Burial for barbarians

This story follows on from the previous story in which dear friend Helga’s body was laid lovingly to rest.



Under the scattered rose petals is Helga’s two day old grave, it’s been stomped on. The rest is garbage.
This is not an isolated shock; you see it all the time.


The culprits were mourners for a rich person; see the fat cat garland on the new grave:


Only men attend funerals here. One was so drunk he left his chappals behind:


You see it all the time. The Hindu burial grounds are disgusting. This is not an isolated shock. Other than Hindus prefer their own burial sites, so as to avoid disrespect. They are endowed with basic human dignity.

Unless a fresh grave is soon covered in cement, it’s likely to be dug up within a short time and another body interred, especially in choice spots like near to the road. This has been the Hindu Tamil way for a very long time:


That’s half a human skull minus the lower jaw in the centre in case you don’t recognise it, with broken whiskey bottles and a coconut – a nice touch that.

This incriminating scoop nestled in Mother Earth just a few meters from the grave of our dear friend. I noticed it yesterday but didn’t photograph it and wouldn’t have mentioned it without the advent of the barbarians of today intruding so near to our hearts. I had revisited the graveside this morning to catch the funky face of the lion overlooking Helga’s grave, thinking I hadn’t captured it on burial day although I had.

So it was fate that enabled me to find my voice: it was the callous lack of civic sensitivity in my face again did it.

Now I mention it. Are you listening?

We are so proud of our ancestry here. Where does that callous lack of civic sensitivity come from, how does it fit in to our ancient culture, one of the oldest living cultures: Long Live Classical Divine Tamil!

Hindu burial grounds are disgusting to most Tamils too, it pains their hearts, they tell me so and I believe them, it pains mine too. Most are endowed with basic human dignity and respect. Particularly for the dead. And the living in mourning.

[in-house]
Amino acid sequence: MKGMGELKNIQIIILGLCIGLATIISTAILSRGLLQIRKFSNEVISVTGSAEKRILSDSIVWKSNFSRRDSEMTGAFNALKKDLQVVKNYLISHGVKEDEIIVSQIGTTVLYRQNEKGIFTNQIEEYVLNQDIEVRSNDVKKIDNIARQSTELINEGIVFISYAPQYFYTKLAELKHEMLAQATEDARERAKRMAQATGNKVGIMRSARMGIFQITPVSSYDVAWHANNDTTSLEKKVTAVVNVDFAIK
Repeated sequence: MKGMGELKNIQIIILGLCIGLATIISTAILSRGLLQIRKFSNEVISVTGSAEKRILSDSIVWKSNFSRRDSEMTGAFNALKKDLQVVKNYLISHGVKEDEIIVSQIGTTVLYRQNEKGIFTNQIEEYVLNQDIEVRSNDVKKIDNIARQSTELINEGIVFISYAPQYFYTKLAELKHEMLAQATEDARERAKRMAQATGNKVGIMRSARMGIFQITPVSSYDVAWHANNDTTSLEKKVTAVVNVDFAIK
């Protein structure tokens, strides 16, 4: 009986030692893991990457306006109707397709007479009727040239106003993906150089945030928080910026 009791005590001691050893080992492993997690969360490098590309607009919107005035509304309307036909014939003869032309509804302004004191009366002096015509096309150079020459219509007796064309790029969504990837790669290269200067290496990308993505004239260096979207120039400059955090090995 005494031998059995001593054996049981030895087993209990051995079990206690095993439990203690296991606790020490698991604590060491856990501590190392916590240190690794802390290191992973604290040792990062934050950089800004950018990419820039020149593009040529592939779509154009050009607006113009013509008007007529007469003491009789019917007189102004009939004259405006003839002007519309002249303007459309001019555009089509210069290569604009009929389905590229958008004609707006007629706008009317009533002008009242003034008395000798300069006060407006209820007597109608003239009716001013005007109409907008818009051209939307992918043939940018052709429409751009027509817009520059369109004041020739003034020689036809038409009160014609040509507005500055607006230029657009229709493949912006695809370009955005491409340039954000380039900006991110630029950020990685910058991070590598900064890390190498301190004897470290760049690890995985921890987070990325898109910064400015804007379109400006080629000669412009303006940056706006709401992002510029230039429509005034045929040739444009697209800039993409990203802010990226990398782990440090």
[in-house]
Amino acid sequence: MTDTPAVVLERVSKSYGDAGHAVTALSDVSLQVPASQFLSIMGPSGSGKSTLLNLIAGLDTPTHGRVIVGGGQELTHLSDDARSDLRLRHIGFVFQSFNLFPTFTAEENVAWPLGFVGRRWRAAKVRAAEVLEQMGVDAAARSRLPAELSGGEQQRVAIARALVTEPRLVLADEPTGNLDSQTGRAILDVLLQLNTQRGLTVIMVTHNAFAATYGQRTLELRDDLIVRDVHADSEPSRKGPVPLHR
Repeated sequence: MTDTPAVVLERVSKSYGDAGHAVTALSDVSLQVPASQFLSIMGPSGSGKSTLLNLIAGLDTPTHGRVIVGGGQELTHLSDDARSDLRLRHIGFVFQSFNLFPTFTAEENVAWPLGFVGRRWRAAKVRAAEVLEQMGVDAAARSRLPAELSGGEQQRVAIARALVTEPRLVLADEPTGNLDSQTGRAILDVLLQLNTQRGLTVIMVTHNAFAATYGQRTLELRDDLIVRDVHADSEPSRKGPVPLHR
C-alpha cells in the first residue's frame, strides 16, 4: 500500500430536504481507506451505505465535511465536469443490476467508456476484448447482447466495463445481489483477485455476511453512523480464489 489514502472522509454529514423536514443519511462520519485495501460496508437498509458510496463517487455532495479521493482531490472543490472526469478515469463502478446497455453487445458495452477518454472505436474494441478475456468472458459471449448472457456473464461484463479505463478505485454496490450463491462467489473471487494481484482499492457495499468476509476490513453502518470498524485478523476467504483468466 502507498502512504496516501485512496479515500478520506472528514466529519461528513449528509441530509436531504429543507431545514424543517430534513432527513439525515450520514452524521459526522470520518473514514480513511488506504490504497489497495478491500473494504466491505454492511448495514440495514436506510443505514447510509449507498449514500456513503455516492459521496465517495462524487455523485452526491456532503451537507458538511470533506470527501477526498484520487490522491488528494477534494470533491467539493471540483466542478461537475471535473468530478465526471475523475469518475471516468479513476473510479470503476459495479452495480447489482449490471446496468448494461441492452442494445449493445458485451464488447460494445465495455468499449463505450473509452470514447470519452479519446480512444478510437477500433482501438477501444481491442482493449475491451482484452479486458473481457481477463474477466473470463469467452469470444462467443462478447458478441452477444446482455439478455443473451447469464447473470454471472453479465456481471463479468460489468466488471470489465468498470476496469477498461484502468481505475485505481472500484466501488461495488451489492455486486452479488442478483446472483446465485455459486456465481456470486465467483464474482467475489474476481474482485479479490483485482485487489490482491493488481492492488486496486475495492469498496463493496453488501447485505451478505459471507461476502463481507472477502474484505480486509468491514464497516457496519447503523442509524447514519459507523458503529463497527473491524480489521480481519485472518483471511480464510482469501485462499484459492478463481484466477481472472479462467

Directly across the road from this evidence of alienation stands the remains of the little Ramalingam statue, the focus of the previous post called WORSHIP in capitals. Here’s what’s left of that today:


Well may we ask what kind of bankruptcy begets the desecration of neighbouring graves by mourners at a funeral, but no answer quite fulfils the gaping chasm of community consent; community consent by neglect to protest. What kind of bankruptcy begets this? The answer is clear: consensual Anarchy in practice. We have it.

Lack of respect for what is sacred to others must come from abuse and misuse of power by dominant others in vulnerable years of childhood. Such unfortunate persons are to be pitied.

Consensual anarchy breeds in fear.

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Morning SparkUps

1. The Family:


Here on Sadhu Drag lies the stage of the first SparkUp.
The little girl is already sparky. The little boy will begin just as soon as I ask permission to photograph.
As it happened permission was immediately given on condition that I wait.

While I waited, I didn’t:


You see this is the ToolBox; it is joint family equipment.
Now, here we go:



Indian Mothers are up and Sparky early.









2. The Friends: